For many years Daiber has been the elected regional superintendent of high schools in Madison County.

Dabier was a long time teacher at Triad High School and for one two-year term, president of the Triad Education Association.  

Daiber expressed that southern Illinois is often overshadowed by the counties in upper Illinois.

“I don’t believe that Illinois should be run by just one county,” Daiber said. “Some of us feel we’ve been forgotten.”

One of Daiber’s views rests on the belief that wealthy should pay more than the poor and middle classes. He said he has a tax plan that would give people in the middle class a tax relief.

Public Education’s cost is also a concern of Daiber’s.

“I have two kids that attend Southern Illinois University of Edwardsville. I know how expensive higher education is,” Daiber said. “Funding education will be my first appropriation bill.”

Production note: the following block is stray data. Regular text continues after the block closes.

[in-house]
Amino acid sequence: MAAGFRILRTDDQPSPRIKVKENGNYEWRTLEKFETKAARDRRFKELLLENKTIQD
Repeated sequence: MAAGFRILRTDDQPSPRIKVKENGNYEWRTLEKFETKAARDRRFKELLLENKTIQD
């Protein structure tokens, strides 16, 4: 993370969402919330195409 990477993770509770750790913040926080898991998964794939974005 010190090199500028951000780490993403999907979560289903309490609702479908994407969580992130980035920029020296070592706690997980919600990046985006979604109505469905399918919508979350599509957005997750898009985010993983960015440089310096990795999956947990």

Tio Hardiman

Tio Hardiman is from Chicago and this is his second run for governor.

Hardiman is the executive director and founder for violence Interrupters, NFP, a longtime community organizer for the Chicago Alliance for Neighborhood safety, and a member of CeaseFire a program for reducing urban shootings.

He teaches criminal justice at Governor State University and North Park University and has worked with the Humane Society to stop dog fighting in the U.S.

One goal of Hardiman’s is to make sure that everyone is taxed fairly, he said in the debate.